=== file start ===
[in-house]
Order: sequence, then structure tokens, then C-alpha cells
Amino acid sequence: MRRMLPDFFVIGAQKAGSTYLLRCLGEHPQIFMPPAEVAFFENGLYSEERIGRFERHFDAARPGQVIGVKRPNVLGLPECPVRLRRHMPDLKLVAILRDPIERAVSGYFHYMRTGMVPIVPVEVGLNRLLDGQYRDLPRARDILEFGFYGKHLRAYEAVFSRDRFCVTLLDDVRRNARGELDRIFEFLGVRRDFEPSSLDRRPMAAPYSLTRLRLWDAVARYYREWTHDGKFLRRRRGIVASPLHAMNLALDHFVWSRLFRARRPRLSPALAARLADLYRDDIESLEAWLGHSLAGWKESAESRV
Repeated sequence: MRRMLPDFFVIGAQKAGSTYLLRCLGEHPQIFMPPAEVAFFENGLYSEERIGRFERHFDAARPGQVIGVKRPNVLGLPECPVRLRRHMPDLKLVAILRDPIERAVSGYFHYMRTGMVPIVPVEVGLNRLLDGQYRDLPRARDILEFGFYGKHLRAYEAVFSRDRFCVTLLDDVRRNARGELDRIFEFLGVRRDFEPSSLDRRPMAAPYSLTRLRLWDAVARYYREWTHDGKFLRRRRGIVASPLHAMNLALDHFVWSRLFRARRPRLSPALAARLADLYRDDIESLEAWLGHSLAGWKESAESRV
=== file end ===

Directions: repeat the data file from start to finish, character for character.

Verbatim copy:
[in-house]
Order: sequence, then structure tokens, then C-alpha cells
Amino acid sequence: MRRMLPDFFVIGAQKAGSTYLLRCLGEHPQIFMPPAEVAFFENGLYSEERIGRFERHFDAARPGQVIGVKRPNVLGLPECPVRLRRHMPDLKLVAILRDPIERAVSGYFHYMRTGMVPIVPVEVGLNRLLDGQYRDLPRARDILEFGFYGKHLRAYEAVFSRDRFCVTLLDDVRRNARGELDRIFEFLGVRRDFEPSSLDRRPMAAPYSLTRLRLWDAVARYYREWTHDGKFLRRRRGIVASPLHAMNLALDHFVWSRLFRARRPRLSPALAARLADLYRDDIESLEAWLGHSLAGWKESAESRV
Repeated sequence: MRRMLPDFFVIGAQKAGSTYLLRCLGEHPQIFMPPAEVAFFENGLYSEERIGRFERHFDAARPGQVIGVKRPNVLGLPECPVRLRRHMPDLKLVAILRDPIERAVSGYFHYMRTGMVPIVPVEVGLNRLLDGQYRDLPRARDILEFGFYGKHLRAYEAVFSRDRFCVTLLDDVRRNARGELDRIFEFLGVRRDFEPSSLDRRPMAAPYSLTRLRLWDAVARYYREWTHDGKFLRRRRGIVASPLHAMNLALDHFVWSRLFRARRPRLSPALAARLADLYRDDIESLEAWLGHSLAGWKESAESRV